19 prefectures lack plans to train welfare workers to deal with behavioral disabilities [Mainichi News]

Here is the original link: Mainichi News & the original Japanese article in the Mainichi Shimbun

The list of prefectures without plans to better train welfare officers is: Hokkaido, Iwate, Akita, Yamagata, Fukushima, Ibaraki, Chiba, Tokyo, Kanagawa, Yamanashi, Aichi, Kyoto, Osaka, Nara, Okayama , Ehime, Kochi , Fukuoka, Nagasaki (the list can only be found in the original Japanese article).


Nineteen prefectures have failed to heed central government recommendations to train welfare officers in handling people with major behavioral disabilities in fiscal 2014, the Mainichi has discovered.

These strong behavioral disabilities include frequent self-abuse or attacks on others, and are most often seen in people with autism or serious mental disabilities. Recent research has shown that such individuals, who often have trouble expressing themselves, tend to exhibit the problem behavior when they are unable to make themselves understood. Although they are said to account for only around 1 percent of people with mental disabilities, they apparently account for around 10 percent of mentally disabled people who have been abused.

At the Sodegaura welfare center in Chiba Prefecture, a facility for the mentally disabled, abuse of residents by at least 15 staff members was primarily inflicted on those with these serious behavioral disabilities. A 19-year-old resident who died after allegedly being kicked in the stomach by one staff member had shown signs of this type of disability.

The former employee accused in his death was quoted as telling authorities, “When the boy made some noise, I gave him a warning. But he didn’t listen to me and my stress just peaked.” The Chiba Prefectural Government has pointed to “workers’ poor support skills” as one cause behind the abuse.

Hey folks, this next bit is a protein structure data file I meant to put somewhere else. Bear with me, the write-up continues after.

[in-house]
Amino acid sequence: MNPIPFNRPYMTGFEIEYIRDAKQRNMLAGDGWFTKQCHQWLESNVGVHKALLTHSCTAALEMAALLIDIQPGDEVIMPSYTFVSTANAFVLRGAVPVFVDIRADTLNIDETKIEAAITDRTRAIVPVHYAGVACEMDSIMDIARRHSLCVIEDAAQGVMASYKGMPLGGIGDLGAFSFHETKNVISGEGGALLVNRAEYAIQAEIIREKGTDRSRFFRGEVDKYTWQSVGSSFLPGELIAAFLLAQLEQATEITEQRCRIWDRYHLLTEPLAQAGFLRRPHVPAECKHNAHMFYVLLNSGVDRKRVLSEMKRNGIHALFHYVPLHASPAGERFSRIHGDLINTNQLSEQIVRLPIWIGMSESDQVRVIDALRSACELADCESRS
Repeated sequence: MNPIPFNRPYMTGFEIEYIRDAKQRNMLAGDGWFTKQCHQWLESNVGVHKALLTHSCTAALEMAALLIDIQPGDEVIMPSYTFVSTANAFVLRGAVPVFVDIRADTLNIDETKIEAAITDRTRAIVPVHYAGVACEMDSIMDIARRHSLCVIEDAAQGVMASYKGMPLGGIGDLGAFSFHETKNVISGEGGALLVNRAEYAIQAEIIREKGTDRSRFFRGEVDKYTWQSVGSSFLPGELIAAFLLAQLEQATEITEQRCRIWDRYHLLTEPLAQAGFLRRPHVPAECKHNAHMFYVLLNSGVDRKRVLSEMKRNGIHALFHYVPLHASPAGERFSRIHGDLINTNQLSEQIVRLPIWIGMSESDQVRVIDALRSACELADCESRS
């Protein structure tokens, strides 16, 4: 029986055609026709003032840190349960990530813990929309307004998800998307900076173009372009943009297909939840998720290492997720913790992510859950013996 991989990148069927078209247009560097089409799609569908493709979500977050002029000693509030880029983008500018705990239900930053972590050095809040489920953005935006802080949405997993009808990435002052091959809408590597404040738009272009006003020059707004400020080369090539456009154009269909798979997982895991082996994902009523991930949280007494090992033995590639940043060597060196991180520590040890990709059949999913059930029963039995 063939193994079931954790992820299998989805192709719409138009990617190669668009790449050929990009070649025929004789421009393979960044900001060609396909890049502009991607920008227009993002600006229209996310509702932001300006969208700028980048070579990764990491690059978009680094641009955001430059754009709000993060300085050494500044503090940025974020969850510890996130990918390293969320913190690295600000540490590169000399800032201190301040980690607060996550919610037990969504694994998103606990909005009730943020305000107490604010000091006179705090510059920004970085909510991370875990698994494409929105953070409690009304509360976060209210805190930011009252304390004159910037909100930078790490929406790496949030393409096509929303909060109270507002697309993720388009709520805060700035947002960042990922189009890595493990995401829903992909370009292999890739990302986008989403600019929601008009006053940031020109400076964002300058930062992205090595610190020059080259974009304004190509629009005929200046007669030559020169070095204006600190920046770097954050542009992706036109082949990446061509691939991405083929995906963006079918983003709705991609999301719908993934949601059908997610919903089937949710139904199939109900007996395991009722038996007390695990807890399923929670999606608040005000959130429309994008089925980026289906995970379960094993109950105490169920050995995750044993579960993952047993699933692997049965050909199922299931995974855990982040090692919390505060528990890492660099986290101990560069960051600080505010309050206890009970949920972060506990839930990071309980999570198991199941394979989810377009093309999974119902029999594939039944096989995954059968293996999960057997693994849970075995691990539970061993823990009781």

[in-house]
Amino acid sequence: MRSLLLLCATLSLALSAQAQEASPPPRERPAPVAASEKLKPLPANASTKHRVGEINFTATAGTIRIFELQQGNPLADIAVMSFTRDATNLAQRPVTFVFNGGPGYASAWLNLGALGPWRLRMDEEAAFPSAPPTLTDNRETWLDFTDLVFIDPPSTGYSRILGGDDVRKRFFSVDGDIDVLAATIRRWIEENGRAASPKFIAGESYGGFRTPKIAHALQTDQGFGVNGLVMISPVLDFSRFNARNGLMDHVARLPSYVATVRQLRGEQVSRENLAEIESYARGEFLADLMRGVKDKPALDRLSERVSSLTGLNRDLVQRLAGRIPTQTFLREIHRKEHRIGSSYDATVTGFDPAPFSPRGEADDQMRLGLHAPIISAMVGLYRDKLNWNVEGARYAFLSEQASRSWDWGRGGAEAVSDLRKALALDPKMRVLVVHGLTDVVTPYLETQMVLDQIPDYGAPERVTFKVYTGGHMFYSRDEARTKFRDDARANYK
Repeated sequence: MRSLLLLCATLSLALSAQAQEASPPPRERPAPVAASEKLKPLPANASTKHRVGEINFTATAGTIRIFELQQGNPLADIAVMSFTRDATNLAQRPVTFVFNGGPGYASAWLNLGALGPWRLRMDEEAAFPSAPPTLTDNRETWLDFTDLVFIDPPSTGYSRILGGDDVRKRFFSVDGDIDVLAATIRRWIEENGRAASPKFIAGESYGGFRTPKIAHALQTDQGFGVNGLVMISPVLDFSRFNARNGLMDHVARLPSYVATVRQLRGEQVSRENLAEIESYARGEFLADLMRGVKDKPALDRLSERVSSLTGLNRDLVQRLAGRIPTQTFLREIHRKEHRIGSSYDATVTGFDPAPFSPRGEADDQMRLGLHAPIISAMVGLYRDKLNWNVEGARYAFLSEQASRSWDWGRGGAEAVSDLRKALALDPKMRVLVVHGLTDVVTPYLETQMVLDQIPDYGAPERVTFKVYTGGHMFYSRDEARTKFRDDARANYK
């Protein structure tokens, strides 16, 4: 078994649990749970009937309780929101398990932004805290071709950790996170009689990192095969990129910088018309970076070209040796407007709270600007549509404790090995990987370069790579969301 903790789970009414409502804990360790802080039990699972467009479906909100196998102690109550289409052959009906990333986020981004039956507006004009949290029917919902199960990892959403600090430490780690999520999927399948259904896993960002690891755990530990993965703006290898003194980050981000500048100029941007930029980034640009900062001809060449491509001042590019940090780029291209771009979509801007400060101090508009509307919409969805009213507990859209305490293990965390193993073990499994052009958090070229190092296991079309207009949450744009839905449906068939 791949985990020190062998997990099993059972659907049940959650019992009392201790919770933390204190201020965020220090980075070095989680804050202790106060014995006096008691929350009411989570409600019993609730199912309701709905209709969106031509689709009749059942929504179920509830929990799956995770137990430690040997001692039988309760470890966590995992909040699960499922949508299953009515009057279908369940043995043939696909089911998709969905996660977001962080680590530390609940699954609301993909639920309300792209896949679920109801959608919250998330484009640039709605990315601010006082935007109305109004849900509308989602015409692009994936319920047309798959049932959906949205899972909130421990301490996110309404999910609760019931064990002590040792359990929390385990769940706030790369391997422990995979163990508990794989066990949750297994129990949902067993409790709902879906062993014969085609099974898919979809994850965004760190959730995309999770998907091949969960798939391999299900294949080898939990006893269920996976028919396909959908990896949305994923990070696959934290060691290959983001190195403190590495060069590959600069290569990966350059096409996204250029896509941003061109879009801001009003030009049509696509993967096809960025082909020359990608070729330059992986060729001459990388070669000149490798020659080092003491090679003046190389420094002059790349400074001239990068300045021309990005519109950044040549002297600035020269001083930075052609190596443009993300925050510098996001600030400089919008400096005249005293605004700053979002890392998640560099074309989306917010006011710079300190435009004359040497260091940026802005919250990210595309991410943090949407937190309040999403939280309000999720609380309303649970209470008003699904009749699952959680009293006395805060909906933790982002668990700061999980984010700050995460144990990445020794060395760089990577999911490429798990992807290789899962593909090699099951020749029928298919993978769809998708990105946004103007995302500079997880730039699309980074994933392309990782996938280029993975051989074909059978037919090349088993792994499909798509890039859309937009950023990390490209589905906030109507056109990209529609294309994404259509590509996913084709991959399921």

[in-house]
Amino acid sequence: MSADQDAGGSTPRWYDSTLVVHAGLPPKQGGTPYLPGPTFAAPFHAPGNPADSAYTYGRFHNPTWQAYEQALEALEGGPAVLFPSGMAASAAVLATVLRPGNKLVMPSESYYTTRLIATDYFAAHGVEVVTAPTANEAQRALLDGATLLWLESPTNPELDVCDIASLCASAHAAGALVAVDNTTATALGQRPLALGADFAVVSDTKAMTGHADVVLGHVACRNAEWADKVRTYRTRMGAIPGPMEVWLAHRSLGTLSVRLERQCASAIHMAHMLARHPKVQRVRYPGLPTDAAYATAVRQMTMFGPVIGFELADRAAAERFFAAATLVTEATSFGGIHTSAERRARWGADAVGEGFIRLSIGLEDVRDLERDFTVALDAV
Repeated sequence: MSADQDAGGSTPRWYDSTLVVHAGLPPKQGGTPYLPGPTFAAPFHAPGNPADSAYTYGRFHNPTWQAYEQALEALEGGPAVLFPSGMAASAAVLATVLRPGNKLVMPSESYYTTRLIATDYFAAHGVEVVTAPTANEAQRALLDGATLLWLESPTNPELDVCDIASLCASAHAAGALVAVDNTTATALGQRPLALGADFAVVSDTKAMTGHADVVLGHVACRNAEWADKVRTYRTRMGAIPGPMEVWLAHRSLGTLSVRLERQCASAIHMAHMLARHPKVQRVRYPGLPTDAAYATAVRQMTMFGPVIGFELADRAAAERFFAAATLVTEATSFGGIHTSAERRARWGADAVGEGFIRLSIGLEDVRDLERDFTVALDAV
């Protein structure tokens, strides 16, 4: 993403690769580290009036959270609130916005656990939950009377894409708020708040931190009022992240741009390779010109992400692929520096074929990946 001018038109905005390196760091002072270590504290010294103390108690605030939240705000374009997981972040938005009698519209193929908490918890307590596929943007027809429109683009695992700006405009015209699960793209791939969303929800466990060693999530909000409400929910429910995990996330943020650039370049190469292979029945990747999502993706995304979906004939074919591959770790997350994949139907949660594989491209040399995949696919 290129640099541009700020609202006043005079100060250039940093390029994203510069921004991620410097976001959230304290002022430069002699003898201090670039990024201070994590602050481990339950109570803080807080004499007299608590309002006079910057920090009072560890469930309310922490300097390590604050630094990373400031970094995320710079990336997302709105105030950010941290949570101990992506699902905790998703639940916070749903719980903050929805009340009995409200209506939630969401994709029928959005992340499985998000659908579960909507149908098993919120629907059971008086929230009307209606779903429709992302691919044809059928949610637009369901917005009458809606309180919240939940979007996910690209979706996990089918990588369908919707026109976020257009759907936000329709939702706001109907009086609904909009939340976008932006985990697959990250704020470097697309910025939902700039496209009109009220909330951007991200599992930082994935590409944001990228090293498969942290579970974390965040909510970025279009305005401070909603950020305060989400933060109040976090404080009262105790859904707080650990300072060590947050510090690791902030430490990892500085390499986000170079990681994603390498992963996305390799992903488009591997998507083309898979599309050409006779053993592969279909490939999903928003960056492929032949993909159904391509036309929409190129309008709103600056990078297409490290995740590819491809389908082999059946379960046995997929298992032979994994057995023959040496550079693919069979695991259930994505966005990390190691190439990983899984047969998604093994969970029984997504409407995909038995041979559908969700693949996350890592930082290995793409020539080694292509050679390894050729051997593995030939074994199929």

The Ministry of Health, Labor and Welfare’s program for training welfare workers to handle patients with major behavioral disabilities consists of 32 hours of lectures, group work and other activities. Instructors for this program were supposed to be trained in the fiscal year ending March 2014, with welfare worker training to begin in fiscal 2014. However, the national government provided no funding for the training and left the decision of whether to go through with it up to the prefectures.

When the Mainichi asked all prefectural governments for their plans regarding the training program, 19 of them said that they had no plans to conduct the training in fiscal 2014. When asked for the reason or obstacles in the way of conducting the training, responses included, “More funds are needed to provide effective training,” from Iwate Prefecture, and, “We want the national government to re-examine the salaries for welfare workers handling people with major behavioral disabilities so that we can acquire workers with expertise,” from Kochi Prefecture.

Meanwhile, Chiba Prefecture is planning to start its own training program, and Shiga Prefecture has, without waiting for financial help from the national government, raised the salaries of welfare workers in charge of people with serious behavioral disabilities.

A representative for the health ministry’s welfare for the disabled division said, “We’d like to consider how we can make the prefectural governments more receptive to running the training programs.”

March 15, 2014(Mainichi Japan)



毎日新聞 2014年03月15日 15時01分(最終更新 03月15日 15時22分)











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